While you build, it’s easy to lose focus on why you’re building. It’s that why, however, that turns a good startup into a great brand.
Failing to communicate that why, or worse, miscommunicating that why is the reason that so many great businesses fail to gain the notoriety they deserve. What’s the difference between Hipchat and Slack? Probably a few well placed pieces in TechCrunch and The New York Times.
I believe that communicating that why is an essential piece of the startup tool kit whether you’re looking to raise that first round of funding, enter into a new market, or re-establish your brand after a rough patch or controversy.
I got into communications because I realized that the why defines a great business.
In this column I’ll introduce you to the down and dirty basics of good communications and aim to keep it short and keep it real. You may recognize the name of this column as the words most people use when running their first computer program.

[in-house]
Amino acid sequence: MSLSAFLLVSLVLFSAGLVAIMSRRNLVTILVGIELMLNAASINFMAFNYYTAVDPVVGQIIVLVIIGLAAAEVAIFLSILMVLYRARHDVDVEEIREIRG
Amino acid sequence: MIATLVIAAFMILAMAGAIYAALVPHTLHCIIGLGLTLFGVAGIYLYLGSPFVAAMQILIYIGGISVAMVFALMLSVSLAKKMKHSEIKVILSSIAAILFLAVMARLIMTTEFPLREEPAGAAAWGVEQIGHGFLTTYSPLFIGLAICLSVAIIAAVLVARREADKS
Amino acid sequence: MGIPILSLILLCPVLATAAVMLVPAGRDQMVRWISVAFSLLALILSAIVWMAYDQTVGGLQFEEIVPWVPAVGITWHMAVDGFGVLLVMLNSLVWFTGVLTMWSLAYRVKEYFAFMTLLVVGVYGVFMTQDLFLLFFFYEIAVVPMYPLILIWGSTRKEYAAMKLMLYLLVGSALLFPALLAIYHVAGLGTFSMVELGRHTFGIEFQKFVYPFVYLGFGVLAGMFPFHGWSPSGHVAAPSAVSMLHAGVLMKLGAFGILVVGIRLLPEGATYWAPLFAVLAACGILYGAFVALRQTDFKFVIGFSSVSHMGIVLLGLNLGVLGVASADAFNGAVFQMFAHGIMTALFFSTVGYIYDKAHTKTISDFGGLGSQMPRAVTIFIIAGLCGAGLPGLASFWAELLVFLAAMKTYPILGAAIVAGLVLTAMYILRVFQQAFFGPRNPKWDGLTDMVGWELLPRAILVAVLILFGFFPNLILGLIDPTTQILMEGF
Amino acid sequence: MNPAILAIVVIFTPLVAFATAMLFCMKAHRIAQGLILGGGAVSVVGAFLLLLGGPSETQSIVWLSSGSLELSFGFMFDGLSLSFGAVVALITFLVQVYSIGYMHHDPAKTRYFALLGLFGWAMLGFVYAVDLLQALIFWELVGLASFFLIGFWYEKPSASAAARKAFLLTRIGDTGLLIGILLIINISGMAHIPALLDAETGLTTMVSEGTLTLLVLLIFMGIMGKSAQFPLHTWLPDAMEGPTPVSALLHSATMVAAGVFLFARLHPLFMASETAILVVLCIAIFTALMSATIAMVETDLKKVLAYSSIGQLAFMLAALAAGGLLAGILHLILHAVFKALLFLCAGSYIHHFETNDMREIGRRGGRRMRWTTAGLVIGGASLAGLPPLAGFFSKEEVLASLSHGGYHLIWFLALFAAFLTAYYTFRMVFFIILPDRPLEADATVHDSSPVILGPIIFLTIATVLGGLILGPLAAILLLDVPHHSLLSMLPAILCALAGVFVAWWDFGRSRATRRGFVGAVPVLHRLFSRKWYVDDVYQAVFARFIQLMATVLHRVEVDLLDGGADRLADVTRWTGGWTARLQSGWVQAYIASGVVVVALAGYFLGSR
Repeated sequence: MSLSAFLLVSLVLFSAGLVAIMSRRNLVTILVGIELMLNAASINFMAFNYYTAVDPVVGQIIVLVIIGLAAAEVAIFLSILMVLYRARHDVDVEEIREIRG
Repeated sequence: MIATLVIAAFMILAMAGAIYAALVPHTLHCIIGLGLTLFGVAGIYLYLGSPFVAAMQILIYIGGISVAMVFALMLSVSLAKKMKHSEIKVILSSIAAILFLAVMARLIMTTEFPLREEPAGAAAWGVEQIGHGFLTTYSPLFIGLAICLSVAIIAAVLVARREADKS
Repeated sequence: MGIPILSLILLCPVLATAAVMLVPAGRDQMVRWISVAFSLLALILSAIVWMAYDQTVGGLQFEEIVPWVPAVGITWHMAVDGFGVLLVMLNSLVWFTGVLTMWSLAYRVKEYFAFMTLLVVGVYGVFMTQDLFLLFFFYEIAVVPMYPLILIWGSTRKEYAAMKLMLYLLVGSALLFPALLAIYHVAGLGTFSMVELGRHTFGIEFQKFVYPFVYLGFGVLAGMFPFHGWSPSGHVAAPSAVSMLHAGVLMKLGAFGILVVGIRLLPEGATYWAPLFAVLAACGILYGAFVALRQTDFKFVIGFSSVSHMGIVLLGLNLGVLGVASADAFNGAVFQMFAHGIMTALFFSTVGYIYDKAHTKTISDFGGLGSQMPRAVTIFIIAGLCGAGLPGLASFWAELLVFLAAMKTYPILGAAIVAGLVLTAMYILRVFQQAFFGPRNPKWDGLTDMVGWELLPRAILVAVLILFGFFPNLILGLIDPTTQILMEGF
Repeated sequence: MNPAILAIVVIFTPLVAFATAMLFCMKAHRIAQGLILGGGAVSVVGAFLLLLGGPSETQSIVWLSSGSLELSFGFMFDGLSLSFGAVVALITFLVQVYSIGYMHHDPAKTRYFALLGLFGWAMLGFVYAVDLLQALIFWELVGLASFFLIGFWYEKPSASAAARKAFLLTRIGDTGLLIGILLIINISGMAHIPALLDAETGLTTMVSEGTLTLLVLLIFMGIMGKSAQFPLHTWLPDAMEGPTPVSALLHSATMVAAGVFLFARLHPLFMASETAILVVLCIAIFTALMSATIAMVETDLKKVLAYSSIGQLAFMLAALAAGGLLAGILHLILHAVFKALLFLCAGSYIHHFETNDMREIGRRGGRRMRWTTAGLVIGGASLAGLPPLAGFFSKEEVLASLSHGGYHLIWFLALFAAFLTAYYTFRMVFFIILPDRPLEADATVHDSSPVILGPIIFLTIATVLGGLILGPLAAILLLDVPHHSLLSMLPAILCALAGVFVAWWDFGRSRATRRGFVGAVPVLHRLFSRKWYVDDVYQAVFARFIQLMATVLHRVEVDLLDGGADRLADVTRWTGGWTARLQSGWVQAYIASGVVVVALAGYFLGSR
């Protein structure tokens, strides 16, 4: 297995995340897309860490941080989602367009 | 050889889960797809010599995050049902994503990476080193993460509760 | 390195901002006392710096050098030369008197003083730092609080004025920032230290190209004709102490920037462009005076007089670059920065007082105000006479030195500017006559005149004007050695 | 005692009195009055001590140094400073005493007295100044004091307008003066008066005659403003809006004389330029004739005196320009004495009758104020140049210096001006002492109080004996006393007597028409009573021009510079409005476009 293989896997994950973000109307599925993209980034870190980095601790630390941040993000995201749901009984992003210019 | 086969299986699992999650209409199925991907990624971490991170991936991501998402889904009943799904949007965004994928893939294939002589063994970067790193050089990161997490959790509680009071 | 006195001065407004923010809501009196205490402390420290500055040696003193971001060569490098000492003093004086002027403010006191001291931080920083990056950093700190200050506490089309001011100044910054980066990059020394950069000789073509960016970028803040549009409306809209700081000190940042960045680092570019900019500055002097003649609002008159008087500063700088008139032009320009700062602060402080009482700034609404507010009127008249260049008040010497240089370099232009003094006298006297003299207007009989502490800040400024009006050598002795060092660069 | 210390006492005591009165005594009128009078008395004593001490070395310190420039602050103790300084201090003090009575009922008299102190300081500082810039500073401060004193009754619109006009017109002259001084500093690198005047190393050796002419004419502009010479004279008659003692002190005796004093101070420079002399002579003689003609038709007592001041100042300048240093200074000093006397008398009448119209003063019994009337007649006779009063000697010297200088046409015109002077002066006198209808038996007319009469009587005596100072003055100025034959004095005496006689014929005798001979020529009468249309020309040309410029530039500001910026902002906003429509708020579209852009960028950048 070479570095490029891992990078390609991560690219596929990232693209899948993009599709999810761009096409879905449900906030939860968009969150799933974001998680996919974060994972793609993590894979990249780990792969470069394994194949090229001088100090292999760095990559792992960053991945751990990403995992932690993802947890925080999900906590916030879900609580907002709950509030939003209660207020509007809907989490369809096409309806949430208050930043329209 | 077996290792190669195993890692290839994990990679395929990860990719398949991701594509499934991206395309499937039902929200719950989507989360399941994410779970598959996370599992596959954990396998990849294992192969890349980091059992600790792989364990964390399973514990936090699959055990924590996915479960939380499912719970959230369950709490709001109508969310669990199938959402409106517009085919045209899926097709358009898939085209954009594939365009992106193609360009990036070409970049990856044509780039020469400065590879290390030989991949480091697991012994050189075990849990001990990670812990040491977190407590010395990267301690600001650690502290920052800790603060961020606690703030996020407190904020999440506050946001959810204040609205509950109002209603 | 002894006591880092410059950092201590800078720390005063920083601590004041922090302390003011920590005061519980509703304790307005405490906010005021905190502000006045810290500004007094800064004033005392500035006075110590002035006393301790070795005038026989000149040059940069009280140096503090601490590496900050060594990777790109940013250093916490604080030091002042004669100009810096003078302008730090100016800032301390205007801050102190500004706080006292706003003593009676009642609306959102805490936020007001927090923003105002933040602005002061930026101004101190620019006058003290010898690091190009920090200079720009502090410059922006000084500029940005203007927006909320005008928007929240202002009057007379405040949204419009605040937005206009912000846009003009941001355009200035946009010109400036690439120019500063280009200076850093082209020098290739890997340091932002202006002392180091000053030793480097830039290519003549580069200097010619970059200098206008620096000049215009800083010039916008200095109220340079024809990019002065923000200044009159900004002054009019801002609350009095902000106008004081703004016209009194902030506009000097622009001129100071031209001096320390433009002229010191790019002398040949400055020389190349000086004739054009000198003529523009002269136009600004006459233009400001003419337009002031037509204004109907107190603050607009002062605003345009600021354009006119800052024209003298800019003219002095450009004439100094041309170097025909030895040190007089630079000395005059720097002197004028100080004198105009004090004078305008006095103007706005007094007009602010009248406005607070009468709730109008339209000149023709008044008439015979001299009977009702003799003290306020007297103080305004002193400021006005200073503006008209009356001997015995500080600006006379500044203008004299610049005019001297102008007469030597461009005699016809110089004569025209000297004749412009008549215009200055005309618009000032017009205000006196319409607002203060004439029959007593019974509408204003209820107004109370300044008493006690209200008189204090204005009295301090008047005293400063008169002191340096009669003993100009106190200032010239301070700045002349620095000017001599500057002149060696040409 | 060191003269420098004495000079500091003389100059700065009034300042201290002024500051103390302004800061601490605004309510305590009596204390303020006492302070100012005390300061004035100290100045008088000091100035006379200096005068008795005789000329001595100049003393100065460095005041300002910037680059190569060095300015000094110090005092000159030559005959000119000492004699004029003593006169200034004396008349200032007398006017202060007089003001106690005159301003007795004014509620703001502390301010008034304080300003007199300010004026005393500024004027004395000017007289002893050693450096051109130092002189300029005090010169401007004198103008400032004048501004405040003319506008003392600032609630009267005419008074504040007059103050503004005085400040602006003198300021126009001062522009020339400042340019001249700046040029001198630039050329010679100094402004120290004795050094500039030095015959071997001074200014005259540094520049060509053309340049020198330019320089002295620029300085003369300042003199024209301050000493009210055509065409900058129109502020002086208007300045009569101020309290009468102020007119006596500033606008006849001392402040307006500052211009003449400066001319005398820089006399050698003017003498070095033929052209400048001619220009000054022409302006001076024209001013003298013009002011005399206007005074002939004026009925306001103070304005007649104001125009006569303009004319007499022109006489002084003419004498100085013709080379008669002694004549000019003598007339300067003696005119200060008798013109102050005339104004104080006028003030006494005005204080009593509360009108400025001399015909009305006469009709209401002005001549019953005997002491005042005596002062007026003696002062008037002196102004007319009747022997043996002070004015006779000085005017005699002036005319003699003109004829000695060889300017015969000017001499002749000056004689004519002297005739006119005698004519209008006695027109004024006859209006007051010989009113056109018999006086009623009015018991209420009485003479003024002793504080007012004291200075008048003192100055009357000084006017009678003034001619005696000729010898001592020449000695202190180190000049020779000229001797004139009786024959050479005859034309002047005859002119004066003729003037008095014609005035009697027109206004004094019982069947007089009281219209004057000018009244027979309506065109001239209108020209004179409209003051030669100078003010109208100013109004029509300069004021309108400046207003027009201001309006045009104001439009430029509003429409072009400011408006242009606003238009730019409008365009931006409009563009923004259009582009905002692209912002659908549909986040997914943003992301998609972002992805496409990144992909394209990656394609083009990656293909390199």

I think the phrase, Hello World!, embodies the philosophy of both good communications and Web 2.0 in many ways. They nod to our social nature as human beings and humbly acknowledge the potential of the Internet as medium that defines how we share information.
When you ship your new product, launch your new blog, or send out that first press release, you’re saying hello to a world of opportunity.
How that hello comes across is entirely dependent on your message from the jump.
Through the startup lens I hope to impart some information I’ve found extremely helpful during my first days in the communication game.
I also hope to start some great conversations on theories I have about how communications have changed in a world of memes, millennials, and constantly connected mobile devices.
Like every passionate rookie, I’m hungry to learn and grow. If you’re reading this, I hope that you are too. So, Hello World! Thanks for reading!
When we chat next I’ll be talking about the elements of news. Till then, you can tweet me @Enzofromspace